Reaching new people and constituencies is only the first step. We need to ensure these relationships develop in ways that are not transactional, but which instead enable us to collaborate effectively while supporting one another’s work. “We need to show up to Black Lives Matter without expecting something in return,” said Laura Stevens of the Sierra Club. And as Mia Rebeck of 350PDX pointed out, it’s a challenge to build these relationships, given limited time and capacity. “There’s a tension between sense of urgency to act on climate, and the slow work of building relationships, especially across movements.”

Despite the difficulties, we are starting to see these collaborations happening more in Oregon, thanks to the work of the Coalition of Communities of Color, Blue Green Alliance, and Renew Oregon among others. “We have to keep moving forward on things we do agree on,” said Barbara Byrd, after referring to various issues like coal export and timber that have at times divided environmentalists and labor. There was agreement among the panelists that we seem to be entering an exciting new phase of the climate movement in Oregon, with growing coalition work, and also the acknowledgement that climate change could present an opportunity to address other inequities, and help us achieve racial and economic justice.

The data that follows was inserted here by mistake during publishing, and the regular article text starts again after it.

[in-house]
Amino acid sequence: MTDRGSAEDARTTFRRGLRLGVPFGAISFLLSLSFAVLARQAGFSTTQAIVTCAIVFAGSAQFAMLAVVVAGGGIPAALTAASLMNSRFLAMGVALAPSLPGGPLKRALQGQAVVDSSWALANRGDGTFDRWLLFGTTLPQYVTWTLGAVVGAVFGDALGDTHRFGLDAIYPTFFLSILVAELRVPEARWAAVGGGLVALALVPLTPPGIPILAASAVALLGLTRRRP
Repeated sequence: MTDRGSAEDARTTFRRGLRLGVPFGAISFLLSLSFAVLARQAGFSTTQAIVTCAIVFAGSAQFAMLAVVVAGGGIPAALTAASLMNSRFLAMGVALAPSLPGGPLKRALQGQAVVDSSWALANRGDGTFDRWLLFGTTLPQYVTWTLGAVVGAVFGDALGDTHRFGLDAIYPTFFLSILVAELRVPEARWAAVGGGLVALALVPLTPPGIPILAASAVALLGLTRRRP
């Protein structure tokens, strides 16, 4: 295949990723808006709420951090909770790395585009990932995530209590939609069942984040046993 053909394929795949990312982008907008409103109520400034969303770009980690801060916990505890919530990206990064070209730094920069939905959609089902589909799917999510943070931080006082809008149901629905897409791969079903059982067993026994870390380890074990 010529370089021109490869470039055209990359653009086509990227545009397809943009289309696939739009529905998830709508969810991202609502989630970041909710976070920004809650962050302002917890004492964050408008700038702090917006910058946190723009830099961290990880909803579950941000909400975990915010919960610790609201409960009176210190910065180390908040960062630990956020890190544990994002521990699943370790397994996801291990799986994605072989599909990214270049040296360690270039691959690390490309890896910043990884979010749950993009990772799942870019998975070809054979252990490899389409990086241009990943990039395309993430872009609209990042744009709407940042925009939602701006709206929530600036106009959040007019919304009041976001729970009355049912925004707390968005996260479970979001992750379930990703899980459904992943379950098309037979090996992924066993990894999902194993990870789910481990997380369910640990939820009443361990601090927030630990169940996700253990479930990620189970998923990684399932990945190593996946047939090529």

Two concrete examples of how this coalition-building has resulted in tangible policy proposals can be seen this legislative session. First, the Clean Electricity and Coal Transition bill (HB 4036), which would transition the state off coal and double renewable energy. Second, the Healthy Climate Bill (SB 1574), which would enforce limits on carbon pollution and generate revenue for disadvantaged communities and a Just Transition Fund. Both of these proposals have had input from environmental groups, health advocates, communities of color, ratepayer advocates, labor, and businesses. They are a step forward in realizing our collective potential to craft policies that not only protect historically disadvantaged communities, but also provide benefit.. We still have a long way to go, but we are well positioned to approach climate change as an opportunity, and a challenge to all of us to work across movements to protect our state and its people.

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Know Your City Job Opening and Other Updates